Arab intellectuals are mourning the loss of Abd al-Rahman Munif, one of the greatest and most controversial Arab novelists, who died of a heart attack on January 24 in Syria. He was 71.
Born in Amman, Jordan, to a Saudi father and an Iraqi mother, Munif completed his secondary school education in Jordan. After studying law in Baghdad, he continued his studies in Cairo, ultimately earning a Ph.D. in petroleum economics at the University of Belgrade. During his oil industry career he served as an oil economist in Baghdad, and for OPEC.
In 1975 he traveled to Baghdad, where he edited a monthly periodical, Al-Naft wa al-Tanmiyya (Oil and Development). In 1981 he moved to France, and five years later to Damascus, Syria, where he and his wife took up residence.
From 1981 Munif devoted himself entirely to writing. He became one of the most prominent Arab novelists to have used modernist narrative techniques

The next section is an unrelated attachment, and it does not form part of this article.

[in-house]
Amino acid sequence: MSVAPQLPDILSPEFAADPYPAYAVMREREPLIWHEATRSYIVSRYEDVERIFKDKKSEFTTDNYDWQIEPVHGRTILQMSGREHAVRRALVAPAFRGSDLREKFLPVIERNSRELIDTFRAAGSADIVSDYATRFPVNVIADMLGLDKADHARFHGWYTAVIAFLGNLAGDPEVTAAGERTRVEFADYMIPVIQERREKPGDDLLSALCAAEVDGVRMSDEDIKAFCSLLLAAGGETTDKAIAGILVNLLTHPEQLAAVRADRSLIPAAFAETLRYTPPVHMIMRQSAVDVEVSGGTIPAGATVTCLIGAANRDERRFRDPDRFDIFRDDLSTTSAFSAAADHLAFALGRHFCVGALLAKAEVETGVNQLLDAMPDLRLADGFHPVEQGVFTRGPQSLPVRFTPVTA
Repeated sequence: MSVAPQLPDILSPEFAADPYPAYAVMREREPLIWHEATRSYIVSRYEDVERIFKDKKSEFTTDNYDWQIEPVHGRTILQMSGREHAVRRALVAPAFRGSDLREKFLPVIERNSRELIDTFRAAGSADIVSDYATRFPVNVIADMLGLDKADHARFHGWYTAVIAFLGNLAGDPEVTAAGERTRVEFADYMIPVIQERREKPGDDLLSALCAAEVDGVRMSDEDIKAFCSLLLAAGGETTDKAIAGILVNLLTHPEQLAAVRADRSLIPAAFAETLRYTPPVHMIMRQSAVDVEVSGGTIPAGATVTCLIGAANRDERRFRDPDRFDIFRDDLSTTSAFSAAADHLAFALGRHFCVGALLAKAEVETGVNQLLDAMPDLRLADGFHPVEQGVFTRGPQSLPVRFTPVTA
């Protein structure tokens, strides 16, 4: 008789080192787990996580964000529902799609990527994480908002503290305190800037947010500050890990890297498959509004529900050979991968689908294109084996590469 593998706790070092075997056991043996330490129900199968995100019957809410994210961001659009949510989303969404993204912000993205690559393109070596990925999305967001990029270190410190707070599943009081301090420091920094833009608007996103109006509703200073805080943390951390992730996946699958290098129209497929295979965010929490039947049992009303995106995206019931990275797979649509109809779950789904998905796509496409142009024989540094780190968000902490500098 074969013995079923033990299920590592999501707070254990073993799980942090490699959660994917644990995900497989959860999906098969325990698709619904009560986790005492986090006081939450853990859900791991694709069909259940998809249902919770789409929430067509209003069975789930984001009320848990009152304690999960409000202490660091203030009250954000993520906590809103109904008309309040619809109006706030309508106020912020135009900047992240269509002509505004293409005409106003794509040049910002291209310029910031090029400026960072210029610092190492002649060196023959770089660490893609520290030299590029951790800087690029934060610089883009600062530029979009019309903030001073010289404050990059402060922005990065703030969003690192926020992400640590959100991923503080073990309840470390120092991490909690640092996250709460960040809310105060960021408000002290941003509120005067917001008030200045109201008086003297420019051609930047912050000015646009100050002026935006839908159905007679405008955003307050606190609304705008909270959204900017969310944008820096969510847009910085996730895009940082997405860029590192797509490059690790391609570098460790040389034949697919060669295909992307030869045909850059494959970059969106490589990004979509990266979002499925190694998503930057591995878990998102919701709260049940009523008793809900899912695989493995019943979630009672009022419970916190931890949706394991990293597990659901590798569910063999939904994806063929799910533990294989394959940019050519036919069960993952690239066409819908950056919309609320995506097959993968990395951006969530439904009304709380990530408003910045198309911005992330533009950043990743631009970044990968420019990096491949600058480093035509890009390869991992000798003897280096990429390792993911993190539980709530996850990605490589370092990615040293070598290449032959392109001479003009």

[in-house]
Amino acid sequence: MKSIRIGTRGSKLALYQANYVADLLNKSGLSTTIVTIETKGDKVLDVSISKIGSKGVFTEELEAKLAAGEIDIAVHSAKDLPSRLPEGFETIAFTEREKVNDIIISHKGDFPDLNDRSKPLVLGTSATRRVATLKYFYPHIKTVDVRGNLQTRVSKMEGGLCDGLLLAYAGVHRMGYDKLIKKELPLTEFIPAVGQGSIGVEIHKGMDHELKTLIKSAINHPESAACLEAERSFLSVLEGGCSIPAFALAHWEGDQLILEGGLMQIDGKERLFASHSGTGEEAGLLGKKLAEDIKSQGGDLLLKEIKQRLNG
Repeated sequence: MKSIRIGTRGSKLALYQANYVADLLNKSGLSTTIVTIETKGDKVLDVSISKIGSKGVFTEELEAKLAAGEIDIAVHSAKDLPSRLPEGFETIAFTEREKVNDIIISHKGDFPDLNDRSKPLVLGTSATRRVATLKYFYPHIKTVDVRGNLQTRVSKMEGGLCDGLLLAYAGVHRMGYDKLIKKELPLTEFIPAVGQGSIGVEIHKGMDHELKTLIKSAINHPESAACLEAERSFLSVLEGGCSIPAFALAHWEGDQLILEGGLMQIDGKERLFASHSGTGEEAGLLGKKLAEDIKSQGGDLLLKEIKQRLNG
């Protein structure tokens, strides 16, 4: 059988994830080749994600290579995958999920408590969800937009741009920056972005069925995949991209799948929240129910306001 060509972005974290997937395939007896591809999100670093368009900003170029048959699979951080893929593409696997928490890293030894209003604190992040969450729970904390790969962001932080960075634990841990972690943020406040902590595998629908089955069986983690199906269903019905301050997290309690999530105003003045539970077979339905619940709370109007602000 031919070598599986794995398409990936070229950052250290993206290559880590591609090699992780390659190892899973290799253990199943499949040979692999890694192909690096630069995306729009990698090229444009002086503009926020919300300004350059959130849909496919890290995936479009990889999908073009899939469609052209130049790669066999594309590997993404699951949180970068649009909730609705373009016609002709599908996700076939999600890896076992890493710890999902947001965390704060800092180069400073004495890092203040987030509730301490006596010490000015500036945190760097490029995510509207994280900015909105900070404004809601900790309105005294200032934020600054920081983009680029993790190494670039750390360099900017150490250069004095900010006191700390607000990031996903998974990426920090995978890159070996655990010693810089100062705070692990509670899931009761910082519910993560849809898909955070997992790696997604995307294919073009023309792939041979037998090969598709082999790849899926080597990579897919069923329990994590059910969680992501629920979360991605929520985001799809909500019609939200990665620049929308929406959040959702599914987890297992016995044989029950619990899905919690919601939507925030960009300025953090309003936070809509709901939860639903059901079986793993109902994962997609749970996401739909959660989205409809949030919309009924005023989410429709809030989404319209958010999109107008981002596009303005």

His most famous work includes the quintet "Cities of Salt" (Mudun al-milh), which gives a portrait of traditional Bedouin society, starting with the establishment of the Middle Eastern sultanate of Mooran, the thinly veiled Kingdom of Saudi Arabia. The late Edward Said described it as "the only serious work of fiction that tries to show the effect of oil, Americans and the local oligarchy on a Gulf country." The work was banned in Saudi Arabia, and Munif's Saudi passport was withdrawn.
His other famous novels include "The Assassination of Marzuq," “The Endings,” and "World Without Maps," which he co-wrote with the late Jabra Ibrahim Jabra.
Among the many awards he received was the 1998 Cairo Award for Creative Narration.
One of his articles was translated from the Arabic into English by Al Jadid’s editor, Elie Chalala. In the article which appeared in 1999 in Al Jadid, Munif remembers a noted Syrian artist, Fateh al-Moudaress, with whom he shared a commitment to progress, a sympathy for the oppressed, and an unshaken belief in social equality.
Compiled and edited by Al Jadid Staff.